March 1, 2018 | Business Victoria
Sandra Brand owns and runs Alessandra, specialising in lush cashmere. She designs her pieces in Melbourne, sources most of the yarn in Mongolia, and manufactures the pieces in China. Here are a few of her top tips for working with an overseas manufacturer.
Sandra found her main factory in China thanks to a recommendation from her brother. The factory also does millions of dollars of business in the US, Germany and France, which was a good sign that they could maintain big, demanding orders.
Within a month, Sandra visited the factory and liked that it wasn’t a sweat shop, that the workers were well cared for, and many even lived onsite. She has now worked with this factory for over 10 years.
Sandra works with a factory manager in China who speaks very good English. Despite this, there can be ongoing issues.
‘Somebody in the food chain can still get things wrong,’ she says. A simple misunderstanding in the colour code of a yarn written on a garment specification can mean a sweater is made in bright orange instead of pale green.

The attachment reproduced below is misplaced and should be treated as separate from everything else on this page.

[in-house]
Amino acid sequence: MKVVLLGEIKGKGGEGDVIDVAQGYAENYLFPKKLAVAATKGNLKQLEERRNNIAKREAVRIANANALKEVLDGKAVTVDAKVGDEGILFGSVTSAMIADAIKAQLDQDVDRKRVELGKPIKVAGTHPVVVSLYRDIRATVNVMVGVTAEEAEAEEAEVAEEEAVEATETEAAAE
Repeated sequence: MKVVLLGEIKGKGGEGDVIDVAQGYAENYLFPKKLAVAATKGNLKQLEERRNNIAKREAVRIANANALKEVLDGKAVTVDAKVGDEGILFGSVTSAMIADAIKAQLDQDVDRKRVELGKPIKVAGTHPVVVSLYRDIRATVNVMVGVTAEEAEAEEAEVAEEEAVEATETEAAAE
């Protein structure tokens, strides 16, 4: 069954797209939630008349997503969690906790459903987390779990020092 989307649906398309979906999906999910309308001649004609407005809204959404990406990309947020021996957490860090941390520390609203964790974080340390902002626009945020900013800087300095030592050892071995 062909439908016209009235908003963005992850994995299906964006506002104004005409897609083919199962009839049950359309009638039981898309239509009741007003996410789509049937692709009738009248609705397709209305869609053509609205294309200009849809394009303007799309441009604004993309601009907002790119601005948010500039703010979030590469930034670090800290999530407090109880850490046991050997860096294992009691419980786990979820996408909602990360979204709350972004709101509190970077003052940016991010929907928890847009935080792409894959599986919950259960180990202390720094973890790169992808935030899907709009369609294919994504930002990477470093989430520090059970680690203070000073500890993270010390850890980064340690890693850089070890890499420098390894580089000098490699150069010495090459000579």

To combat confusion and translation errors, she keeps her directions very clear and simple. ‘I never overload with information,’ she says.
Despite years in the business, there’s always a chance a shipment will arrive late or quality control slips. Sandra tries to head off problems by bringing her production cycle forward. She’s clear in explaining this to her factory contacts too, so they know she’s trying to give them as much time as possible to do a good job.
‘Never forget that the people on that factory floor have children to feed,’ Sandra’s father would say to her. Today, she always pays her suppliers on time. ‘I get my stuff made as I never have, and never will, let anyone down on payment,’ she says. ‘It goes back to the lessons I learned as a child.’
Currency fluctuations can be stressful as her foreign orders are in American dollars. She pays on delivery of a shipment, which can be months after an order is placed. Trying to hedge the Aussie dollar is virtually impossible, she says. It’s about riding out the cycles. ‘These are the rises and falls in business, that’s why they say it’s not for the fainthearted.’